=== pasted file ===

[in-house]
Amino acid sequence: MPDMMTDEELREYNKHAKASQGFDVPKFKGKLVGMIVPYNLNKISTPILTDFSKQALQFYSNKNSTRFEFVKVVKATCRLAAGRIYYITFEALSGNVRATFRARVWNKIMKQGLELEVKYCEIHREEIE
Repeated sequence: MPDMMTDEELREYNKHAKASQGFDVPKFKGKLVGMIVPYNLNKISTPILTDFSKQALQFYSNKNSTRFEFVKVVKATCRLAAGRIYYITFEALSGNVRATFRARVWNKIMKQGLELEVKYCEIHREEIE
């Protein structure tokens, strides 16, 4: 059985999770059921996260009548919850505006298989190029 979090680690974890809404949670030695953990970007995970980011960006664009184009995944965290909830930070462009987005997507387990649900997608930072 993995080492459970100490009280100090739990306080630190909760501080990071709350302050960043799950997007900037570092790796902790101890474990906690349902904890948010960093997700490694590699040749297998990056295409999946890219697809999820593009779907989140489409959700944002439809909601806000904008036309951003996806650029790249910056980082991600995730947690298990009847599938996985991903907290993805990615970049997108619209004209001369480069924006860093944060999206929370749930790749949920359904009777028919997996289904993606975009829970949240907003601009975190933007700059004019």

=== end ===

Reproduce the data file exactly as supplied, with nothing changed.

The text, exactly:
[in-house]
Amino acid sequence: MPDMMTDEELREYNKHAKASQGFDVPKFKGKLVGMIVPYNLNKISTPILTDFSKQALQFYSNKNSTRFEFVKVVKATCRLAAGRIYYITFEALSGNVRATFRARVWNKIMKQGLELEVKYCEIHREEIE
Repeated sequence: MPDMMTDEELREYNKHAKASQGFDVPKFKGKLVGMIVPYNLNKISTPILTDFSKQALQFYSNKNSTRFEFVKVVKATCRLAAGRIYYITFEALSGNVRATFRARVWNKIMKQGLELEVKYCEIHREEIE
């Protein structure tokens, strides 16, 4: 059985999770059921996260009548919850505006298989190029 979090680690974890809404949670030695953990970007995970980011960006664009184009995944965290909830930070462009987005997507387990649900997608930072 993995080492459970100490009280100090739990306080630190909760501080990071709350302050960043799950997007900037570092790796902790101890474990906690349902904890948010960093997700490694590699040749297998990056295409999946890219697809999820593009779907989140489409959700944002439809909601806000904008036309951003996806650029790249910056980082991600995730947690298990009847599938996985991903907290993805990615970049997108619209004209001369480069924006860093944060999206929370749930790749949920359904009777028919997996289904993606975009829970949240907003601009975190933007700059004019």